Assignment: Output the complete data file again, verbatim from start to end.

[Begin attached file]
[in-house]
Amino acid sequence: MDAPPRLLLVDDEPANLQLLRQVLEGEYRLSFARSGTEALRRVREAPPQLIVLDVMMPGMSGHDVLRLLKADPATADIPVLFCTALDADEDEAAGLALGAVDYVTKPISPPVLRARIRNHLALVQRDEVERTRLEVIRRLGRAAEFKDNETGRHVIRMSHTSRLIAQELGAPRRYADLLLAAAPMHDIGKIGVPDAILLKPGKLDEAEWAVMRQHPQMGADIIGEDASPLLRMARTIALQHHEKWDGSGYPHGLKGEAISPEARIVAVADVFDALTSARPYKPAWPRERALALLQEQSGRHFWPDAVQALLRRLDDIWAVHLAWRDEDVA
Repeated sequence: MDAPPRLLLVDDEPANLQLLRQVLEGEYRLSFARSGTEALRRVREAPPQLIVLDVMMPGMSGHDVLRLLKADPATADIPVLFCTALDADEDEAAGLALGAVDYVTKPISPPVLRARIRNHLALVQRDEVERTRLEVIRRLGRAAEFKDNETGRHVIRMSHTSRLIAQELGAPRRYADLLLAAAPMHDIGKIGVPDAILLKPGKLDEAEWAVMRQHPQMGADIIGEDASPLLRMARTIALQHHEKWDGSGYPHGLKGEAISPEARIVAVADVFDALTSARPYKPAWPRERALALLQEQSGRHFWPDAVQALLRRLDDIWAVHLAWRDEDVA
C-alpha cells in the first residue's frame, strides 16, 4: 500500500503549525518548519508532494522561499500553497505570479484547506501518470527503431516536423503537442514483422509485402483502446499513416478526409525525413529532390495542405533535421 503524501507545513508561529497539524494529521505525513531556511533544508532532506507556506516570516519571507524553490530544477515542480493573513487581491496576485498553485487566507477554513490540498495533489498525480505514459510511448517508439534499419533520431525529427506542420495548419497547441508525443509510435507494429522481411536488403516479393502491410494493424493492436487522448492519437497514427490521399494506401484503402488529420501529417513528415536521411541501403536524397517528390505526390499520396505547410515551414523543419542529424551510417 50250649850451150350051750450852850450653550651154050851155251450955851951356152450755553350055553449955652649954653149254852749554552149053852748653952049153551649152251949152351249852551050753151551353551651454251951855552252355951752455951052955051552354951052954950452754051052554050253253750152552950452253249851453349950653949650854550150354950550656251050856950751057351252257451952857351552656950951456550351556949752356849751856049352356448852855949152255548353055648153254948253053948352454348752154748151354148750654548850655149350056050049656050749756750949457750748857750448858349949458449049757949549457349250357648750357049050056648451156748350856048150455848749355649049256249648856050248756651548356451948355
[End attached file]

[in-house]
Amino acid sequence: MDAPPRLLLVDDEPANLQLLRQVLEGEYRLSFARSGTEALRRVREAPPQLIVLDVMMPGMSGHDVLRLLKADPATADIPVLFCTALDADEDEAAGLALGAVDYVTKPISPPVLRARIRNHLALVQRDEVERTRLEVIRRLGRAAEFKDNETGRHVIRMSHTSRLIAQELGAPRRYADLLLAAAPMHDIGKIGVPDAILLKPGKLDEAEWAVMRQHPQMGADIIGEDASPLLRMARTIALQHHEKWDGSGYPHGLKGEAISPEARIVAVADVFDALTSARPYKPAWPRERALALLQEQSGRHFWPDAVQALLRRLDDIWAVHLAWRDEDVA
Repeated sequence: MDAPPRLLLVDDEPANLQLLRQVLEGEYRLSFARSGTEALRRVREAPPQLIVLDVMMPGMSGHDVLRLLKADPATADIPVLFCTALDADEDEAAGLALGAVDYVTKPISPPVLRARIRNHLALVQRDEVERTRLEVIRRLGRAAEFKDNETGRHVIRMSHTSRLIAQELGAPRRYADLLLAAAPMHDIGKIGVPDAILLKPGKLDEAEWAVMRQHPQMGADIIGEDASPLLRMARTIALQHHEKWDGSGYPHGLKGEAISPEARIVAVADVFDALTSARPYKPAWPRERALALLQEQSGRHFWPDAVQALLRRLDDIWAVHLAWRDEDVA
C-alpha cells in the first residue's frame, strides 16, 4: 500500500503549525518548519508532494522561499500553497505570479484547506501518470527503431516536423503537442514483422509485402483502446499513416478526409525525413529532390495542405533535421 503524501507545513508561529497539524494529521505525513531556511533544508532532506507556506516570516519571507524553490530544477515542480493573513487581491496576485498553485487566507477554513490540498495533489498525480505514459510511448517508439534499419533520431525529427506542420495548419497547441508525443509510435507494429522481411536488403516479393502491410494493424493492436487522448492519437497514427490521399494506401484503402488529420501529417513528415536521411541501403536524397517528390505526390499520396505547410515551414523543419542529424551510417 50250649850451150350051750450852850450653550651154050851155251450955851951356152450755553350055553449955652649954653149254852749554552149053852748653952049153551649152251949152351249852551050753151551353551651454251951855552252355951752455951052955051552354951052954950452754051052554050253253750152552950452253249851453349950653949650854550150354950550656251050856950751057351252257451952857351552656950951456550351556949752356849751856049352356448852855949152255548353055648153254948253053948352454348752154748151354148750654548850655149350056050049656050749756750949457750748857750448858349949458449049757949549457349250357648750357049050056648451156748350856048150455848749355649049256249648856050248756651548356451948355